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The Diet-Acne Connection
By: Elise May
Posted: September 3, 2013, from the September 2013 issue of Skin Inc. magazine.
page 3 of 4
Estheticians are often first in line to work with clients suffering from acne. With the subject of diet and skin care becoming more mainstream, it is important that those working in the skin care community arm themselves with the information and know-how to advise clients about such matters. Keeping in mind that estheticians are not nutritionists, they can still help educate clients in an informative way while respecting the boundaries of their education and licensure.
Keep a binder of studies in the waiting area. Allow clients easy access to such information, perhaps even highlighting important areas of note. Some of the studies noted in this report may be found on Google Scholar (scholar.google.com) and printed free of charge.
Inform clients that research shows a positive correlation between dairy consumption and acne. Allow the binder to do the work here instead of providing dietary advice, unless you are a dietician or nutritionist. This will give clients the opportunity to further explore the information and keep you within the scope of your practice.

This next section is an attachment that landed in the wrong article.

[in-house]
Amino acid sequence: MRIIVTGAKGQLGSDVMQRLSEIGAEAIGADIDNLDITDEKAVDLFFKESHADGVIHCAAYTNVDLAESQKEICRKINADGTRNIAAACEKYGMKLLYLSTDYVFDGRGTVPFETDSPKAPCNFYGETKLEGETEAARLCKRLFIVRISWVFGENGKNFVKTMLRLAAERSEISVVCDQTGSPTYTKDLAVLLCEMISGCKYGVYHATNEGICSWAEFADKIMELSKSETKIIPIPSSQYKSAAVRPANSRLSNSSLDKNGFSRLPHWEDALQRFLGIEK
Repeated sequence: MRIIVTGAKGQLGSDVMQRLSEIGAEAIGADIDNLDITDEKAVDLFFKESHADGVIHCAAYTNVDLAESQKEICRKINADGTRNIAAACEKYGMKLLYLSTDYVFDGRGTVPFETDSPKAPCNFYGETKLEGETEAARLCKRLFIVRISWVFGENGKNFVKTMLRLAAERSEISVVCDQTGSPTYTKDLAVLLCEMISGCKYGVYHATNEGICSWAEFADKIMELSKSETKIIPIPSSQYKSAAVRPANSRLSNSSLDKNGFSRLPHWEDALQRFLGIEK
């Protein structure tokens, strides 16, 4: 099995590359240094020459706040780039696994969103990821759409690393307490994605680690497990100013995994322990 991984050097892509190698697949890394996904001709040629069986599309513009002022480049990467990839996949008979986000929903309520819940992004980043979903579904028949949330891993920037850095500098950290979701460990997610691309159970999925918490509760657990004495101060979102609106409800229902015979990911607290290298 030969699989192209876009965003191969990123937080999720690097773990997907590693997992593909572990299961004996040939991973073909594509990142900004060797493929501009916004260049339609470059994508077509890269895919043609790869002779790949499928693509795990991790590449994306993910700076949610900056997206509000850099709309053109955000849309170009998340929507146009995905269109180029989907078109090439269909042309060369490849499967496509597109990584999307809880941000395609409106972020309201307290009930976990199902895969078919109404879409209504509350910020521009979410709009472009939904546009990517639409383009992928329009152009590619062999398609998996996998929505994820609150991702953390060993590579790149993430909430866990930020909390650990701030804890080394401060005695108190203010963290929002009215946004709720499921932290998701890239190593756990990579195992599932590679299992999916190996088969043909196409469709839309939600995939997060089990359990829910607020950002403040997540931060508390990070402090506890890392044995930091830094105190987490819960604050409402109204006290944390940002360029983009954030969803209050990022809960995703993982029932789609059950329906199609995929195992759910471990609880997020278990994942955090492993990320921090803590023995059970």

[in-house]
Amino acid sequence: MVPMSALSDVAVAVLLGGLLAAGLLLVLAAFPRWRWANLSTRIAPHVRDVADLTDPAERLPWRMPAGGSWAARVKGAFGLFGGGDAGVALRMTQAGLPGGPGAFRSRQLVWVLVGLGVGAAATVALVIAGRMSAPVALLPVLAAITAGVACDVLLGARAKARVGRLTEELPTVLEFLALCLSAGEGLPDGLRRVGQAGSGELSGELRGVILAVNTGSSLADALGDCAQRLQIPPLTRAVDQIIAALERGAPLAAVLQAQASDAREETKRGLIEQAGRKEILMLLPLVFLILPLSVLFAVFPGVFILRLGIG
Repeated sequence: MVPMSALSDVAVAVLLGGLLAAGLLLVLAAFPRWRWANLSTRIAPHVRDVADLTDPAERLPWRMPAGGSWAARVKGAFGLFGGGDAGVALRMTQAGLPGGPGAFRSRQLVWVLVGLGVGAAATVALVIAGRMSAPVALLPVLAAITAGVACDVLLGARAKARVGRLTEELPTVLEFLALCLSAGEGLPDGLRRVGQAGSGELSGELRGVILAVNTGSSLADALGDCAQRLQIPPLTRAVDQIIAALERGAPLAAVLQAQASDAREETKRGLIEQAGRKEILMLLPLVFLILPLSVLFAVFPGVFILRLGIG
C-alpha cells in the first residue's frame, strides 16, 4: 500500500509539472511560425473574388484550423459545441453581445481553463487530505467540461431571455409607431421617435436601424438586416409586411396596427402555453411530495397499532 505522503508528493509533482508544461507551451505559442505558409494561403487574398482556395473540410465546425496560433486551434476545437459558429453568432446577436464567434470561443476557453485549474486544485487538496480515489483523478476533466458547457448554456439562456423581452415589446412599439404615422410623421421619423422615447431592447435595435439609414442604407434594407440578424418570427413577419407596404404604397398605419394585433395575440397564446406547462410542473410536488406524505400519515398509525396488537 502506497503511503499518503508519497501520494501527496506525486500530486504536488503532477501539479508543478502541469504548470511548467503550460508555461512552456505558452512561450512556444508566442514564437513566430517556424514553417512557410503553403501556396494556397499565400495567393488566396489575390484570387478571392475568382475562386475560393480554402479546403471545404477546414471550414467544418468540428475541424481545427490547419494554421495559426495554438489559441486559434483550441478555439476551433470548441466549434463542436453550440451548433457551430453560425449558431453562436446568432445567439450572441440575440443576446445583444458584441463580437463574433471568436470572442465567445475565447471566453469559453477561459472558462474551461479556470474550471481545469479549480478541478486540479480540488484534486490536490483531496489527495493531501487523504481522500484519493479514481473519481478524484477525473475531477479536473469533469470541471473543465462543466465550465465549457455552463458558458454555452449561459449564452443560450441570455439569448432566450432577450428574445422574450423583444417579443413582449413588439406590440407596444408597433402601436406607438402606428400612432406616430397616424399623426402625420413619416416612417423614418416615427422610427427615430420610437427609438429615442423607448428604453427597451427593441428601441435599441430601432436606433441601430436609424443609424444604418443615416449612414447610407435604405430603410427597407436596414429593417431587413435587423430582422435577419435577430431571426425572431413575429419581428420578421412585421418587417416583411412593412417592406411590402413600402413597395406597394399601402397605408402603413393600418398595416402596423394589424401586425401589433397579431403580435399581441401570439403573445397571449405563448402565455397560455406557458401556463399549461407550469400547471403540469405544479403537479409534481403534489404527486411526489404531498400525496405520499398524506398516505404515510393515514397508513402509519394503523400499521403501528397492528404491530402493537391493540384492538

Encourage healthy eating by suggesting an increase of more fruits, greens and vegetables. On average, Americans eat less than two servings of fruits and vegetables a day, which is far below the minimum daily recommended serving size of 5–13. Plant-based foods are some of the richest anti-inflammatory resources available. An increase in these foods may decrease visible signs of inflammatory skin disorders, such as acne, and increase healing time from post-inflammatory hyperpigmentation (PIH).
By bringing to light the diet-acne connection, the wheels start turning for clients to consider how their food choices affect their skin. It is important for skin care professionals to be at the forefront of emerging research and understand the nutritional connections to skin health. Providing sound and honest advice about skin care is crucial to enriching your individual practice. The more you are able to share with your clients, the deeper your relationships with them will grow.